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We have an MBAM server and tested policies which work normally for nearly every machine we've migrated. Though, I have seen 3 systems now that prompt for a recovery key instead of the users PIN. After recovering, each subsequent reboot asks for recovery keys again, requiring end users to contact support after each reboot. The recovery keys are being escrowed into AD\MBAM just fine.

Seeing as the process has worked on roughly 99% of systems so far, I'm assuming we're dealing with hardware or software level issues. In one case, I have reloaded the system and had BitLocker begin working normally indicating it was some machine state issue.

I've been through the gambit in terms of troubleshooting the TPM state, firmware upgrades, reviewing BitLocker logs, fully decrypting\re-encrypting devices but once the laptop is in this state, it always prompts for recovery.

Is there a way to discover which PCR exactly is triggering the recovery state so I can focus on a single PCR? We're about to go company wide with this process and I'm concerned that we might disrupt more users during migration. I'd at least like to have a plan to troubleshoot.

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First, the reason why the systems keep prompting for the recovery key is because you did not reinitialize BitLocker to use the new PCR values. To do so, simply suspend BitLocker, reboot, and enable BitLocker again. However I would advice against this until you find out exactly what is causing the change in PCR values. In the worst case, it can be caused by a bootkit.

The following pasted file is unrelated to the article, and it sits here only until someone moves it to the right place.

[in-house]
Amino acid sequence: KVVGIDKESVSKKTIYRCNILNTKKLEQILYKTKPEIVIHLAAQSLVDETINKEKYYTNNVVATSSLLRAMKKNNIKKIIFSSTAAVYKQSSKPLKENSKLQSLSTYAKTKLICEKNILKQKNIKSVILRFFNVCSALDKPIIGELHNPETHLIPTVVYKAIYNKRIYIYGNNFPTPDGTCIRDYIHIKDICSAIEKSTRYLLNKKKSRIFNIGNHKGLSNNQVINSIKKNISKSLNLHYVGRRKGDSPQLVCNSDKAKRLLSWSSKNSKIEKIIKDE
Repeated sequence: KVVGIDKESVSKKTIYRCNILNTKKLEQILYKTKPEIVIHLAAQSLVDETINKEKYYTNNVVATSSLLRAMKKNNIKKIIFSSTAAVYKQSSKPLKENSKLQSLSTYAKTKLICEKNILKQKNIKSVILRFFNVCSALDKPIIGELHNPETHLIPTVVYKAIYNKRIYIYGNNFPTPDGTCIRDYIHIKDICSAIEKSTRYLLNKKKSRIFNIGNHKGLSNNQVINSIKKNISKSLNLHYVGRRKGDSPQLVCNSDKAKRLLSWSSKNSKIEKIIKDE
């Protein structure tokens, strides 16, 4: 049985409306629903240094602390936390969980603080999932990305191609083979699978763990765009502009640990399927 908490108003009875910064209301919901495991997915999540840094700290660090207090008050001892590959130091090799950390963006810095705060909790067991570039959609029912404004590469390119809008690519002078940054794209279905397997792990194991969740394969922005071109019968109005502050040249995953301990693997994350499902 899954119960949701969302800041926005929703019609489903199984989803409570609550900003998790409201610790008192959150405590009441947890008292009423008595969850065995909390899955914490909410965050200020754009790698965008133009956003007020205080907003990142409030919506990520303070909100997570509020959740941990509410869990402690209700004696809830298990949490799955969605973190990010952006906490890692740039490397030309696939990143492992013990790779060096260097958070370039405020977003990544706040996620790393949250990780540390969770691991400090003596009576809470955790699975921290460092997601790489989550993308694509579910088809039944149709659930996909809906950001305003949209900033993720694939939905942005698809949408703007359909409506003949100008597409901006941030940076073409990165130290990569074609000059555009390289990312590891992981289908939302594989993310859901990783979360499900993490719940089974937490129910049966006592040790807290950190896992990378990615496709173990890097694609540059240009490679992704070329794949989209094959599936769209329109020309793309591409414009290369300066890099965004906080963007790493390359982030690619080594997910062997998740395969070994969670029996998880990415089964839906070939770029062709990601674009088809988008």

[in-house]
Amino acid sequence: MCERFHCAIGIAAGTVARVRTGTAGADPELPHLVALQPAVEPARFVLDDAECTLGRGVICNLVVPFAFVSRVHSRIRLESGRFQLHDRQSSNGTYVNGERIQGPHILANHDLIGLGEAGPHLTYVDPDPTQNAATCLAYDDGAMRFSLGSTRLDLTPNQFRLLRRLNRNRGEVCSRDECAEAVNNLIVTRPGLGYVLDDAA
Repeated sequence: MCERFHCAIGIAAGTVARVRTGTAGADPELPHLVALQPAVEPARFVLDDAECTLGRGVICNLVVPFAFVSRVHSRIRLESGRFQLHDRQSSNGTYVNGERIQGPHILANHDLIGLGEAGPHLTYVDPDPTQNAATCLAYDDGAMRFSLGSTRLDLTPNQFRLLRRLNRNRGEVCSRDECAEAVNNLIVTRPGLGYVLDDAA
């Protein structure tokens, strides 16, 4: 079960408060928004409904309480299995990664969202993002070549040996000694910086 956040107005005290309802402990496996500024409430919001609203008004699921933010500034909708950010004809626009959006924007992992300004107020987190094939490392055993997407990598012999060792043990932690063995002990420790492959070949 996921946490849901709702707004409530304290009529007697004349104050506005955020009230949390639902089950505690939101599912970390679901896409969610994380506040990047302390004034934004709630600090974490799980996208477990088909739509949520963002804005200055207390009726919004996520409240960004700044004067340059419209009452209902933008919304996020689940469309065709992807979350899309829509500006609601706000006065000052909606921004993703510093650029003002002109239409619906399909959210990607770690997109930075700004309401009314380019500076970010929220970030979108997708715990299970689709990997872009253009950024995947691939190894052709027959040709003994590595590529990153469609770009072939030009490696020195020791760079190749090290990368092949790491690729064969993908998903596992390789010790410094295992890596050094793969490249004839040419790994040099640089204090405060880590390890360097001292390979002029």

The TCG event logs record the full sequence of TPM measurement operations and how they change the PCRs. Windows keep a copy of the logs in encoded form in C:\Windows\Logs\MeasuredBoot\. As described in Decode Measured Boot logs to track PCR changes, you can use either TBSLogGenerator (requires installing the Windows Hardware Lab Kit) or PCPTool (requires building it yourself from source) to decode them. Note that the PCPTool linked in the article only works for TPM 1.2. For TPM 2.0, use the new version at https://github.com/microsoft/TSS.MSR/tree/master/PCPTool.v11

Assuming that your systems are on UEFI firmware, then as per BitLocker Group Policy settings, if the following GPO are not configured:

  • Allow Secure Boot for integrity validation
  • Configure TPM platform validation profile for native UEFI firmware configurations

Then BitLocker is using either PCRs

  • 0, 2, 4 and 11, or
  • 7 and 11

As far as I know, Windows does not record the expected value of each PCR used for unlocking BitLocker, so the only way to find out the offending PCR would be to compare the decoded log after hitting the recovery key prompt with one before when the system booted fine. Just narrow your search down to the aforementioned PCRs and you should be able to quickly find the culprit.

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